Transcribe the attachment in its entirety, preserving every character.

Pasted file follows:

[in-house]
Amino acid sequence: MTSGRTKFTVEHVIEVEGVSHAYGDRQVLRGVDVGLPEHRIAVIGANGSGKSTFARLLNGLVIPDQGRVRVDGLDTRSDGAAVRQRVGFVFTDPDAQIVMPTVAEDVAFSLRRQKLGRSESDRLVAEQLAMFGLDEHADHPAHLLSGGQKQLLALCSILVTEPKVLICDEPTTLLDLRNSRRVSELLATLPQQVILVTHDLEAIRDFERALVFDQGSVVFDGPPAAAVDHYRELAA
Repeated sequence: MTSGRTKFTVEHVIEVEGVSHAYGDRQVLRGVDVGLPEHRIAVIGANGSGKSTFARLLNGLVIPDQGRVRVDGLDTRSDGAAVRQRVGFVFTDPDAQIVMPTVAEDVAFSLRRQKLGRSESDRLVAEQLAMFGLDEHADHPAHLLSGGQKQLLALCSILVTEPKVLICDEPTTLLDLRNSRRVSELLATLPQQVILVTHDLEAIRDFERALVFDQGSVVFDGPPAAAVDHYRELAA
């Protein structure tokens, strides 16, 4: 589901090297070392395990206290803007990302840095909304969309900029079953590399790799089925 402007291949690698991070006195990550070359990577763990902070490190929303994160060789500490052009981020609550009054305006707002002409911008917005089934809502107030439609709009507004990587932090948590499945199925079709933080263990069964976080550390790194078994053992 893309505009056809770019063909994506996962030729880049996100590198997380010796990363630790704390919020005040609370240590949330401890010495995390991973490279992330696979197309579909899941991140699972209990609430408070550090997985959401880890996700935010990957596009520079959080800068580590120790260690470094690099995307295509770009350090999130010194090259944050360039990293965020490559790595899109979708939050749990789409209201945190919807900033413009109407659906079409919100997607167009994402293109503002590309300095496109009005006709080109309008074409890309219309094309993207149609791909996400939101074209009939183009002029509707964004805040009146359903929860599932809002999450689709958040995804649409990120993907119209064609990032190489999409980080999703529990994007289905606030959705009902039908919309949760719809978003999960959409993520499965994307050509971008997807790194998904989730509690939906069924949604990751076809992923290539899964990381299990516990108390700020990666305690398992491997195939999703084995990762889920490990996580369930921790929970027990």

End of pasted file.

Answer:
[in-house]
Amino acid sequence: MTSGRTKFTVEHVIEVEGVSHAYGDRQVLRGVDVGLPEHRIAVIGANGSGKSTFARLLNGLVIPDQGRVRVDGLDTRSDGAAVRQRVGFVFTDPDAQIVMPTVAEDVAFSLRRQKLGRSESDRLVAEQLAMFGLDEHADHPAHLLSGGQKQLLALCSILVTEPKVLICDEPTTLLDLRNSRRVSELLATLPQQVILVTHDLEAIRDFERALVFDQGSVVFDGPPAAAVDHYRELAA
Repeated sequence: MTSGRTKFTVEHVIEVEGVSHAYGDRQVLRGVDVGLPEHRIAVIGANGSGKSTFARLLNGLVIPDQGRVRVDGLDTRSDGAAVRQRVGFVFTDPDAQIVMPTVAEDVAFSLRRQKLGRSESDRLVAEQLAMFGLDEHADHPAHLLSGGQKQLLALCSILVTEPKVLICDEPTTLLDLRNSRRVSELLATLPQQVILVTHDLEAIRDFERALVFDQGSVVFDGPPAAAVDHYRELAA
């Protein structure tokens, strides 16, 4: 589901090297070392395990206290803007990302840095909304969309900029079953590399790799089925 402007291949690698991070006195990550070359990577763990902070490190929303994160060789500490052009981020609550009054305006707002002409911008917005089934809502107030439609709009507004990587932090948590499945199925079709933080263990069964976080550390790194078994053992 893309505009056809770019063909994506996962030729880049996100590198997380010796990363630790704390919020005040609370240590949330401890010495995390991973490279992330696979197309579909899941991140699972209990609430408070550090997985959401880890996700935010990957596009520079959080800068580590120790260690470094690099995307295509770009350090999130010194090259944050360039990293965020490559790595899109979708939050749990789409209201945190919807900033413009109407659906079409919100997607167009994402293109503002590309300095496109009005006709080109309008074409890309219309094309993207149609791909996400939101074209009939183009002029509707964004805040009146359903929860599932809002999450689709958040995804649409990120993907119209064609990032190489999409980080999703529990994007289905606030959705009902039908919309949760719809978003999960959409993520499965994307050509971008997807790194998904989730509690939906069924949604990751076809992923290539899964990381299990516990108390700020990666305690398992491997195939999703084995990762889920490990996580369930921790929970027990």